Canadian Woodworking
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Build a makeup organizer

Author: Rob Brown
Photos: Rob Brown
Illustration: Len Churchill
Published: February 2024
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This simple makeup organizer is fun to make and will help store and keep makeup handy. It’s easily customized, too

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  • DIFFICULTY
    2/5
  • LENGTH/TIME
    2/5
  • COST
    2/5

My 14-year-old daughter has started to wear makeup. She’s also surprisingly organized, and it was obvious she needed a simple way to store her regularly used items that would be neat, tidy and easily accessible.

 

desktop makeup organizer

 

desktop makeup organizer

Drill Some Holes
Once the washer clearance holes are bored in the trays, drill pilot holes in their centres, followed by clearance holes for the threaded rod.

Drill Some Holes

A Nice Pattern
A random orbital sander will leave a nice pattern on copper pipe.

A Nice Pattern

Even Cuts
A piece of scrap with a groove in it will help keep the threaded rod in place while cutting it to length. Brown used the end of the scrap to reset his saw on while cutting so the lengths of these parts were cut accurately.

Even Cuts

Copper Pipe Length?
To calculate the length of the copper pipe, Brown measured the difference between the wood trays and threaded rod then subtracted an extra 1/16".

Copper Pipe Length?

Jig and Stop
Brown uses another simple jig, but this time with a stop, to help him cut the four pieces of copper pipe to equal length. The upper piece can be cut to the exact length you want the copper pipe to finish at, then used to clamp the stop in place so the end of the top piece is in line with the end of the lower portion of the jig. The grooves in the jig parts help keep the workpiece stationary while cutting, while the ends of the two jig parts allow you something to rest your blade against while making the cut.

Jig and Stop

Cut Some Bevels
Bevels can now be cut into the side pieces so they all wrap around the perimeter of the plywood trays nicely. Notice Brown labels the parts and plywood base so he can glue up the parts in the same location.

Cut Some Bevels

Mark the Curves
This is the front piece of the lower tray. After marking it, Brown cuts the waste off and sands it smooth.

Mark the Curves

Apply Some Pressure
Clamps and cauls will help bring the parts together snugly.

Apply Some Pressure

Wrap It Up
After applying glue, Brown wraps the four sides around the base.

Wrap It Up

Final Assembly
Nuts and washers are added to the threaded rod on the underside of the bottom tray to start bringing the parts together for good.

Final Assembly

Customize the design

Start off by taking a look at the items you want to store and think about the size the organizer needs to be in order to hold everything. If there’s a lot of makeup to deal with you might want to make this into a three-tier design or increase the width, length or both.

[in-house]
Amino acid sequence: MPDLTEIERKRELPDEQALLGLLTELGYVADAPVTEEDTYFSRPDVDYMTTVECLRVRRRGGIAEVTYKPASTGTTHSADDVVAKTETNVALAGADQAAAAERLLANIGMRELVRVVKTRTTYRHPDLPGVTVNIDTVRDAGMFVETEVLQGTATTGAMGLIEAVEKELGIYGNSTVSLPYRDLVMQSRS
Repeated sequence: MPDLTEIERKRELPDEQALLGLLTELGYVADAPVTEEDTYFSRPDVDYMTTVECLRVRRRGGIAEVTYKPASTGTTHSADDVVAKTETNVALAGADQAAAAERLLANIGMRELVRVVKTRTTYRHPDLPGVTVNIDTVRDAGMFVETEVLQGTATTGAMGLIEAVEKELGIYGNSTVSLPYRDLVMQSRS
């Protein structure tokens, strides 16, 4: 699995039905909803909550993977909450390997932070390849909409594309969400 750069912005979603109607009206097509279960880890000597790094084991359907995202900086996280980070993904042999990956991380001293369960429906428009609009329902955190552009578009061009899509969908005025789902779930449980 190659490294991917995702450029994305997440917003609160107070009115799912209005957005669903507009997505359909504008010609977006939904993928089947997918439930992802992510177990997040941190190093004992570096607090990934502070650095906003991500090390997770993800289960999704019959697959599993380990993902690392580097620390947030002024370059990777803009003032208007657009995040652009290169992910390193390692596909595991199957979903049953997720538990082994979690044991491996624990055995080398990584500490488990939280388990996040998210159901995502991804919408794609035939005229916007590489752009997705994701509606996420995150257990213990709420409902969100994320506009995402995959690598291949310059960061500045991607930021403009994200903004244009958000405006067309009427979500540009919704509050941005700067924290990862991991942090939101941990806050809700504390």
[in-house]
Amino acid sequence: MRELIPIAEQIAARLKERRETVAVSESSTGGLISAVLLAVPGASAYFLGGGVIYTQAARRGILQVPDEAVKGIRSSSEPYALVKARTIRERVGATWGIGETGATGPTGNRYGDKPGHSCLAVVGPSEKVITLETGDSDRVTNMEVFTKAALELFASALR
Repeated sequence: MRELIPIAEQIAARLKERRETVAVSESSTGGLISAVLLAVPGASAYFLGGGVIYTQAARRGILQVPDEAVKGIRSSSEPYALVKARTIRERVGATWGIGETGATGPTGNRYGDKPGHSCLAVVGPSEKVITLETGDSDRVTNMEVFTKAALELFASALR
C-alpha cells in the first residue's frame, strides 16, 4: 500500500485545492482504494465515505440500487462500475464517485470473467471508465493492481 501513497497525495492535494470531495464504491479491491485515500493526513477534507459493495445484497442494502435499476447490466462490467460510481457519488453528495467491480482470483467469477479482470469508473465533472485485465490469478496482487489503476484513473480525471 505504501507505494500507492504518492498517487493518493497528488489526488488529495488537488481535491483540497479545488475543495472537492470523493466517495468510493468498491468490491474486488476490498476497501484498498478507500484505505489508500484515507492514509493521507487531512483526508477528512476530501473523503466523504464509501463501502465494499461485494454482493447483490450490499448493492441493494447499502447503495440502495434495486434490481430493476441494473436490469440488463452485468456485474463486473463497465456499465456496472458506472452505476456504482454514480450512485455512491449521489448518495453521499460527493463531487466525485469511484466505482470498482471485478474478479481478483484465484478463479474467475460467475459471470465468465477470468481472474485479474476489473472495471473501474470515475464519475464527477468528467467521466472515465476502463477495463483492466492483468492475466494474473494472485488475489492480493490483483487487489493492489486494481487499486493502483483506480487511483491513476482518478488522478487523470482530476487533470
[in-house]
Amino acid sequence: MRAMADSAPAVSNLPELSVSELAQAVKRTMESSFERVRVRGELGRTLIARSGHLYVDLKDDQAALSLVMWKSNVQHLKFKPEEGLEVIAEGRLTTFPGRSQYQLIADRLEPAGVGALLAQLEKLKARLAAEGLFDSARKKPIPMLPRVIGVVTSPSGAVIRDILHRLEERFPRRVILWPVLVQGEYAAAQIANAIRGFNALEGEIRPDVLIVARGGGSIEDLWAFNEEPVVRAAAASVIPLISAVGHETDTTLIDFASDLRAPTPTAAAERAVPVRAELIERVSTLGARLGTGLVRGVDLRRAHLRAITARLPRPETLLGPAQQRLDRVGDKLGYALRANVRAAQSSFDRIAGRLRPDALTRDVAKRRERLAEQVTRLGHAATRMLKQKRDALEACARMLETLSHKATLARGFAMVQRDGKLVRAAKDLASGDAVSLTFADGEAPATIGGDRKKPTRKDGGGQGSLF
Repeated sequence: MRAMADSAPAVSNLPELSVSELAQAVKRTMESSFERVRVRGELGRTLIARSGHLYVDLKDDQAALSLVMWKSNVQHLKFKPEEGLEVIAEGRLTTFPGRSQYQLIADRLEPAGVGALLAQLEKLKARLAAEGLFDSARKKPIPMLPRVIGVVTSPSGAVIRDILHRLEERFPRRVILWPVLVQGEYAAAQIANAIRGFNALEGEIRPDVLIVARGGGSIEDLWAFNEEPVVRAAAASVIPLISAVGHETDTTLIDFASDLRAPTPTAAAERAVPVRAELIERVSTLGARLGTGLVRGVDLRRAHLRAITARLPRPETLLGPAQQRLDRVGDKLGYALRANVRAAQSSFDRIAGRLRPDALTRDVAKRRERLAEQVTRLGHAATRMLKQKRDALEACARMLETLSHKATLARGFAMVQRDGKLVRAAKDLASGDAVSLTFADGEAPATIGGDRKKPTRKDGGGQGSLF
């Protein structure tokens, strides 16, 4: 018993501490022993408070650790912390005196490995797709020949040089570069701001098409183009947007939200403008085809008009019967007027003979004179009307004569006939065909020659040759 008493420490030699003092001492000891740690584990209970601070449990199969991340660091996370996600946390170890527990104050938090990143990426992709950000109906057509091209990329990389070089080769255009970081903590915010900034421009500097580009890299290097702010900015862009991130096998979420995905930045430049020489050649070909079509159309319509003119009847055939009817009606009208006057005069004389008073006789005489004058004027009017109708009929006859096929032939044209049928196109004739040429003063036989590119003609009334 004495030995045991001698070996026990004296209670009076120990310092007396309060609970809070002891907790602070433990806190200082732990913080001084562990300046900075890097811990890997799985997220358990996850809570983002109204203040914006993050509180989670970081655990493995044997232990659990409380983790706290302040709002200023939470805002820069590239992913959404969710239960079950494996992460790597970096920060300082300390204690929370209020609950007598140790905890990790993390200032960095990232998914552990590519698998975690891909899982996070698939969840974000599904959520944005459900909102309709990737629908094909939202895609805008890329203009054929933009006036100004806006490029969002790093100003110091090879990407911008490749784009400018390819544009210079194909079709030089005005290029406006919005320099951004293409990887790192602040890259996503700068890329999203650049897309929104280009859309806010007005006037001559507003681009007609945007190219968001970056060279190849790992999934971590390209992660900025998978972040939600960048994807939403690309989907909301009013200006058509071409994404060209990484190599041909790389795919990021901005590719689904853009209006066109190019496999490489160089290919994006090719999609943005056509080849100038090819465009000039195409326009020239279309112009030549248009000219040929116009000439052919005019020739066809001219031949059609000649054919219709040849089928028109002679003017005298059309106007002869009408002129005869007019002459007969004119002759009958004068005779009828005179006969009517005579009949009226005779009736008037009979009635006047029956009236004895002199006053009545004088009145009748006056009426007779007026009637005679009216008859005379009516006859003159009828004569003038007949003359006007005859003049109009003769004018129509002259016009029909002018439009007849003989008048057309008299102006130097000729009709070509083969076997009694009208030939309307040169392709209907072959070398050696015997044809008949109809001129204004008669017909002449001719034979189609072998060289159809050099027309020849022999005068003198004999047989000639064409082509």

Also consider the height of the items and whether they will be stored upright or flat. Some of her items would be stored stand­ing up while others would likely be stored on their side.

During the design process my daugh­ter and I brainstormed a wide range of ideas. Not surprisingly, considering how often I wear makeup, not many of my ideas were that great. I mentioned making one of the trays removable and design­ing a lid for it to make it easy to take to sleepovers. She thought items would just get messed up en route and she also had a travel bag for these sorts of things, so this wasn’t needed. I thought of adding a few hooks to the sides so she could hang other items, but that didn’t sound appealing to her, either. I also floated the idea of build­ing a removable tray that would sit on top of the upper box with a series of holes in it for storing specific items like lipstick, lip gloss, brushes and other tall, thin items. According to my daughter, this wouldn’t make the most efficient use of space. She even discarded an idea for a small tray that would slide on top of the upper tray to keep some of her most-used items within reach. No thanks, Dad. She likes the K.I.S.S. theory and I respect that.

In terms of my approach to joining the two trays together with threaded rods, you could also use a threaded nut let into the underside of the upper tray to fix the threaded rods to. This would provide you with a cleaner-looking top tray, as there would be no nut, washer and threaded bolt protruding through it. She didn’t think our approach would be a problem, as most of her makeup would hide it.

Best of all my daughter helped me out with this build, which was a lot of fun.

Get your material

As always, purchasing your hardware is the first step in this project. We needed threaded rod and nuts that the copper pipe could fit over. After some testing at our local hardware store, we chose a 1/2″ cop­per pipe and 1/4-20 threaded rod and nuts. The copper pipe easily fits over the nuts. The length depends on how big you’d like your organizer to be. We bought two 36″ lengths of threaded rod and one 36″ length of copper pipe. I realized afterwards that making the height of this organizer about an inch shorter would have meant we could have used just one threaded rod, but since it was only a few dollars I’ll leave that deci­sion up to you. Also buy 16 nuts and eight washers.

If you prefer the look of aluminum or steel you might be able to find those materi­als at your local hardware store.
My daughter preferred the light look of maple, but if I had had my way, I would have used black walnut for the trays, as I think it pairs well with copper.